Now there’s other periods where fears about disruption have been very low, and in those periods, you know, I think the wise move is to probably pay more attention to the disruptive factors and, you know, probably, you know, hold less of the people who are going to be disruptive to the companies.
Matt Miller: Now, now it seems like, and I’ve heard you say before, that there’s a, you know, our relationship with management over long periods of times is one of the, one of the things that can help you and our colleagues develop the kind of insights that let us navigate this intelligently. The media business is kind of a sexy business with a lot of outsized figures and personalities. There’s a, this kind of famous annual conference I think at Sun Valley that Allen & Company holds. You’re someone who goes to those things. Tell us a little bit about, can you offer a little color on what it’s like and what the, do you get some extra insight from that kind of close contact over a drink or over a, a guy that does the karaoke that takes place on there sometimes as well, too?
Brad Barrett: Yeah. I mean —
Matt Miller: Have you been singing actively with any — That’s our, that’s part of our active management, right?
Brad Barrett: Yeah. Well, that’s proprietary. I think that is definitely one of our strengths, and I do think you gain insight into how these managers think, where their strengths lie, what their motivations are, because they’re faced with a lot of tough choices. You know, do I invest heavily and take down near-term profitability to perhaps give me a better shot years down the line, or do I, you know, buy back stock heavily and maximize near-term profits.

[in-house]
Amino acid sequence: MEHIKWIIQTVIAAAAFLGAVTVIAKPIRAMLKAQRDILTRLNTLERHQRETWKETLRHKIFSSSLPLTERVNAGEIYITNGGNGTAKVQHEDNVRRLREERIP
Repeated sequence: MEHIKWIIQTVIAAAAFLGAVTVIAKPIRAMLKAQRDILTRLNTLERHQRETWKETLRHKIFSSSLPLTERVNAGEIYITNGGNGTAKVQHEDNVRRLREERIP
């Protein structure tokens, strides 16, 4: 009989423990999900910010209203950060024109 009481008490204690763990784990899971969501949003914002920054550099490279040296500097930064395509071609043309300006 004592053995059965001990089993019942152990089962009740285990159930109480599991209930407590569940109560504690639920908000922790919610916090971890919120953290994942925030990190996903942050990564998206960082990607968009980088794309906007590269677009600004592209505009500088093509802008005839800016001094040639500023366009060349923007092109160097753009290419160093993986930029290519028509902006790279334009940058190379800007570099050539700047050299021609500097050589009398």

And I think getting to know these management teams over time gives one a sense as to how they’re going to approach some of these tough choices, and I think it also is an advantage when you talk to all of them all the time, which I do. You start to build kind of a mosaic of how things are working and you pick up little data points that might be unimportant for one company that are incredibly important for another company.